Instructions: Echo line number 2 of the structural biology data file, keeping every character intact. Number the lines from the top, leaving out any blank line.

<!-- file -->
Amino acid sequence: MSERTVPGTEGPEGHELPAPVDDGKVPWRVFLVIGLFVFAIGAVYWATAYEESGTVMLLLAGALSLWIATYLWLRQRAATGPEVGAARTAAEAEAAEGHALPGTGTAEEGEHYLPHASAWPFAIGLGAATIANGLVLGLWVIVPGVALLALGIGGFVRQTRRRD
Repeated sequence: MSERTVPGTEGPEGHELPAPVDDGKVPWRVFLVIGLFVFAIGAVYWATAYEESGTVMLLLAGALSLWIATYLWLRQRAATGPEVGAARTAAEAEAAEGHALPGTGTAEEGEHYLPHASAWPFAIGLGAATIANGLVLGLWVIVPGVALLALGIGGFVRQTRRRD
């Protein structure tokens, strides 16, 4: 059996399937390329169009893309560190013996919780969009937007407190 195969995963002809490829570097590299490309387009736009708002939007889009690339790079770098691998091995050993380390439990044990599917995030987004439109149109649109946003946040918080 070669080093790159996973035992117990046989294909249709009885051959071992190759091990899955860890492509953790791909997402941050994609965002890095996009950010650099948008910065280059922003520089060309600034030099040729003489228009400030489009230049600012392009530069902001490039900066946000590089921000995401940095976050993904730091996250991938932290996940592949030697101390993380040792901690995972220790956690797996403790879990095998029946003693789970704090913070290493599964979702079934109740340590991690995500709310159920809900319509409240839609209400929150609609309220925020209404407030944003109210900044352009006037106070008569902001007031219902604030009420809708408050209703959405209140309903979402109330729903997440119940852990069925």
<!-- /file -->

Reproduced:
Repeated sequence: MSERTVPGTEGPEGHELPAPVDDGKVPWRVFLVIGLFVFAIGAVYWATAYEESGTVMLLLAGALSLWIATYLWLRQRAATGPEVGAARTAAEAEAAEGHALPGTGTAEEGEHYLPHASAWPFAIGLGAATIANGLVLGLWVIVPGVALLALGIGGFVRQTRRRD